eBird’s commitment to addressing inequality and building community

By Team eBird June 17, 2020
Painted Bunting Passerina ciris

eBird is a global community united by our love of birds. It is a place where we share our observations, our photographs, and our audio recordings of the birds we love. And in this process, we also share some of each of ourselves. We come together united by the belief that our collective experiences and observations will ultimately make the world a better place for birds and people.

eBird is a place for shared birding experiences no matter who you are. The reality is that not everybody has the same access and opportunities to enjoy birds. Christian Cooper’s recent experience in Central Park, New York City, where he was wrongly accused of threatening violence while birdwatching, alongside the needless deaths of Ahmaud Arbery, George Floyd, Breonna Taylor and many other Black Americans, leave no room for doubt that widespread racial injustice persists in our society. These examples from the United States remind us that similar inequalities exist globally. And they highlight the work we, as a community, must do to make birdwatching more universally welcoming and accessible.

This work starts with self-reflection and acknowledgement that not all groups have the same experiences during outdoor activities that others enjoy. We have been listening and learning from the experiences shared as part of last week’s #BlackBirdersWeek, organized by @BlackAFinSTEM to amplify voices from Black birders. Team eBird strongly supports such community-building events. As we follow #BecauseofBlackBirdersWeek, we will continue to learn from voiced experiences, and identify more ways that eBird can contribute towards equal and safe access to the natural world.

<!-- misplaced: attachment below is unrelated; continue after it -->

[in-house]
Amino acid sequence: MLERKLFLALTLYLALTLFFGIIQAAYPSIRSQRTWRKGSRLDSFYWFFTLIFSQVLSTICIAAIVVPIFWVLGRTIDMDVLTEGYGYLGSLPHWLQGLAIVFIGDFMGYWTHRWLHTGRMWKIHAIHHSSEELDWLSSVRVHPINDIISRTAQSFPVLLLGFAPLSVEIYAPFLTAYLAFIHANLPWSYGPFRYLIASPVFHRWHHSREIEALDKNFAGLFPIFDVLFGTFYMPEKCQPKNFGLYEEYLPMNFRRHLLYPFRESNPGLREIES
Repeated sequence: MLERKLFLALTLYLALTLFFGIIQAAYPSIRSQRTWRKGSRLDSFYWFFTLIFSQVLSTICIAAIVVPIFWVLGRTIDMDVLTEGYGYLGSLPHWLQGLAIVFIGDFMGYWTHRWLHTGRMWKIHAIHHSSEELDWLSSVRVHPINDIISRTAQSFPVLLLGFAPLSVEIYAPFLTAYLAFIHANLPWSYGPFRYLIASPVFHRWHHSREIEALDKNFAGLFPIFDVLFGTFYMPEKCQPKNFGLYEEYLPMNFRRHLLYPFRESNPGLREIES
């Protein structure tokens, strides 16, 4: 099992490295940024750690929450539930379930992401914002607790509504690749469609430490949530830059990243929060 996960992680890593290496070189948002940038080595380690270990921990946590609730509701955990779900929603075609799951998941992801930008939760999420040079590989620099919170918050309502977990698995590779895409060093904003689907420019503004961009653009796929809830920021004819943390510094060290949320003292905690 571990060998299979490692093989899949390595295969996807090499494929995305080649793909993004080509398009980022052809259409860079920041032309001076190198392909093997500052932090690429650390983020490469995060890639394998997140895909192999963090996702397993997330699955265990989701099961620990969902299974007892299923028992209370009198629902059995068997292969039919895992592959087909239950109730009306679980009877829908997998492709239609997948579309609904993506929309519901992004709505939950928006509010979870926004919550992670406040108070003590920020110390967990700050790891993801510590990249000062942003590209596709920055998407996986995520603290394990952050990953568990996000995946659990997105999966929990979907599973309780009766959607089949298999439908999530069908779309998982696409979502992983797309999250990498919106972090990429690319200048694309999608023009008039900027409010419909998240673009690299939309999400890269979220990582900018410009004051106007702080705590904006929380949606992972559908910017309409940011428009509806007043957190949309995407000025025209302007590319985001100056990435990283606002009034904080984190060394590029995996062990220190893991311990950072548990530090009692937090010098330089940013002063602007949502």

We are committed to making outdoor spaces more welcoming for people of all races, backgrounds, and beliefs to participate in and share their birding experiences. In order to monitor and protect all bird species globally, eBird must be proactive in ensuring that birding opportunities are available to everyone. But, make no mistake about it, we can’t do this alone. We need your ideas and your passion to help make birding more just, more more inclusive, and more accessible.

To learn more about the Cornell Lab of Ornithology’s stance on racial injustice and inequity, please read this message from our director to the Cornell Lab community.

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